Edge of Extinction – Film Review
Edge of Extinction
Director: Andrew Gilbert
Cast: Luke Hobson, Georgie Smibert, Chris Kaye
by Roger Crow / @RogerCrow
The shadow of Mad Max looms large over this ambitious low budget post-apocalyptic thriller. However, while that’s the gold standard by which all such adventures are judged, this lacks so many of the winning elements which made the Road Warrior movies so watchable.
The plot is rather familiar: fifteen years after a global apocalypse, mankind is on the edge of extinction. Food is scarce and most eke out a living by stealing and killing.
One man clings to life in his bunker, where socially distancing from others has ensured his survival. But this isolation ends when he crosses paths with another group of survivors and faces a brutal enemy.
“Bid for supremacy”
So far, so formulaic. It’s a credit to cast and crew that they manage to create such a bleak world without spending a fortune, but the beauty of the Max saga was the “show, don’t tell” element. For a two hour-plus production like this, a good 50 per cent should be dialogue free, but we get no end of speeches, exposition, back story and shouty, misogynistic alpha males threatening to do all sorts of nasty things in a bid for supremacy.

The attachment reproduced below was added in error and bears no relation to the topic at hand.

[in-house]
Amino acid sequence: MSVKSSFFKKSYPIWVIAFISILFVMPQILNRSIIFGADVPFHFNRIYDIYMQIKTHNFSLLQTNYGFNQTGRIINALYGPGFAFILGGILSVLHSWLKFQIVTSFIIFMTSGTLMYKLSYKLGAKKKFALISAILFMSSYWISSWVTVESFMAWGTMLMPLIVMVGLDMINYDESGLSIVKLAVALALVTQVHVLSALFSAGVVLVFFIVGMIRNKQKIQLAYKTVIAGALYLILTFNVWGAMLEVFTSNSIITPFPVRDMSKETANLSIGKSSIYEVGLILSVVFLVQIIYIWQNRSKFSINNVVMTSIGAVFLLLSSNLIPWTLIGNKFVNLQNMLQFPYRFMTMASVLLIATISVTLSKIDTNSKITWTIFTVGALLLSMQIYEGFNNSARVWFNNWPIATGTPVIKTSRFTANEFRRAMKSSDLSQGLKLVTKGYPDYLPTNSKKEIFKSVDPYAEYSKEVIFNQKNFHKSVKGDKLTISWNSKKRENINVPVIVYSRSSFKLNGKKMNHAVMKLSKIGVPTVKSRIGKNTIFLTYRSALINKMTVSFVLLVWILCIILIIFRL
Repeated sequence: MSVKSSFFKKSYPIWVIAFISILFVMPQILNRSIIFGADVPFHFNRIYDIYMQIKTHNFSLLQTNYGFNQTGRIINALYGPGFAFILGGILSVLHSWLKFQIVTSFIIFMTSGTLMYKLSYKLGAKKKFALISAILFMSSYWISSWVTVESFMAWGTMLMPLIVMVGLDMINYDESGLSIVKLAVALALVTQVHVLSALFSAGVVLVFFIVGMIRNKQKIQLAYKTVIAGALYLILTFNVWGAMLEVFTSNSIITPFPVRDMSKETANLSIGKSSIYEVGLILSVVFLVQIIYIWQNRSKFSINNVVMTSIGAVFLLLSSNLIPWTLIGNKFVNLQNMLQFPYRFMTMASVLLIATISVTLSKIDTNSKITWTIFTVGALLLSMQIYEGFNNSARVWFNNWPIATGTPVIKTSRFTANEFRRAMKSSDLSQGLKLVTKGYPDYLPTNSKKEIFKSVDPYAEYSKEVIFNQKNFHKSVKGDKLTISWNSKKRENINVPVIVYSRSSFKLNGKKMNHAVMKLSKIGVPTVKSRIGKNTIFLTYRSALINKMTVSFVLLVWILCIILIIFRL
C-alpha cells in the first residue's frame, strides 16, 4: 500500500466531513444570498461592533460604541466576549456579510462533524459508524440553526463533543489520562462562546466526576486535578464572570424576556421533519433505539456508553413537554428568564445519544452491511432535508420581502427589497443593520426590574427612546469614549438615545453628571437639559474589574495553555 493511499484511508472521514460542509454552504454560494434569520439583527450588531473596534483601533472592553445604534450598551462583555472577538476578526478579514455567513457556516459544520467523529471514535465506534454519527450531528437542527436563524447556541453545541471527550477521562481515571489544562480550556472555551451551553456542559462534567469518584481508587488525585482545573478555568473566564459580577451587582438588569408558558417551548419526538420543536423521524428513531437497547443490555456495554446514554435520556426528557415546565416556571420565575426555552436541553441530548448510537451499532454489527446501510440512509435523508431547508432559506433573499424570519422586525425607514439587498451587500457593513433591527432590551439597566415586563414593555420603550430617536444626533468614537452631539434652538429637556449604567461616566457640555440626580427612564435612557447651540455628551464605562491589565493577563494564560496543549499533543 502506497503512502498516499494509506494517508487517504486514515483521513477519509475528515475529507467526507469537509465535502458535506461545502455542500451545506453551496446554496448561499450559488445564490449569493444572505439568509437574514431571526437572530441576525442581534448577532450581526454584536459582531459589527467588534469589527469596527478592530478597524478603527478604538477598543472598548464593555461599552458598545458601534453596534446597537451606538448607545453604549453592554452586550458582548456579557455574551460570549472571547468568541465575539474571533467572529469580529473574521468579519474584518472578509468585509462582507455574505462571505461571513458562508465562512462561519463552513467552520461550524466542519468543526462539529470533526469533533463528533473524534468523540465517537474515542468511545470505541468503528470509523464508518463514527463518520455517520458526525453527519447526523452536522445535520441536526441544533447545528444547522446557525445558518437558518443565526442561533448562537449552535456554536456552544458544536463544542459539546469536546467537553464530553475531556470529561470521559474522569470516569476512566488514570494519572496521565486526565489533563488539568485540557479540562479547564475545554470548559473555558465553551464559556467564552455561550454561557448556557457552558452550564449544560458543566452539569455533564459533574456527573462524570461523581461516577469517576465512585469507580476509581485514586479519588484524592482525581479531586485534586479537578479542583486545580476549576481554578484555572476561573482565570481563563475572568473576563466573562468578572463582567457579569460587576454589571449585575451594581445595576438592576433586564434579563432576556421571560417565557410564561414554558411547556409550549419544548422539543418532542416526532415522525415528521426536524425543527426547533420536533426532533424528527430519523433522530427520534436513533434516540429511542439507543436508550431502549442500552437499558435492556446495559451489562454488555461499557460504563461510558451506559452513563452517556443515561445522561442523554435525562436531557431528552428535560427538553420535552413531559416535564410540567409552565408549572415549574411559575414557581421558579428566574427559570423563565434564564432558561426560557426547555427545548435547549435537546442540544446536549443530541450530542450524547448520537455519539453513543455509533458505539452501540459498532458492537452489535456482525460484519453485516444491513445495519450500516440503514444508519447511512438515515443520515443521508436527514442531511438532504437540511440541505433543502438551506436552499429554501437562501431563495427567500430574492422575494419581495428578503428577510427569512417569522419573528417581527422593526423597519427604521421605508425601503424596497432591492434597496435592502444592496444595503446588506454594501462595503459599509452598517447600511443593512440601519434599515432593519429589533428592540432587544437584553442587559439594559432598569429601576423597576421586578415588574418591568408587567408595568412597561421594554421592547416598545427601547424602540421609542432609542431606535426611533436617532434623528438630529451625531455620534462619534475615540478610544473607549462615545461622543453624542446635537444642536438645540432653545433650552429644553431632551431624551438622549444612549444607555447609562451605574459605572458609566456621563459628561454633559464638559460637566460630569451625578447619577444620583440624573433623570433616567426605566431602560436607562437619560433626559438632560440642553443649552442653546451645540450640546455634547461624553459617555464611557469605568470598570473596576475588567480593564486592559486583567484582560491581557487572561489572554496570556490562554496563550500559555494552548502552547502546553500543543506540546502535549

Humour is in short supply, and while the stunts are well executed (a trap in which one assailant falls on spikes is suitably wince-inducing), and the score is grand, I didn’t care much about the heroes or villains.
A rich vein of black humour threaded the Max saga together, and I could have done with a few laughs here. That said, George Miller learned volumes from making that first Max movie in the late 1970s, so as a beta test for a future movie, this could ensure a follow up could be lighter, funnier and more effective without all that excessive shouty dialogue which isn’t needed.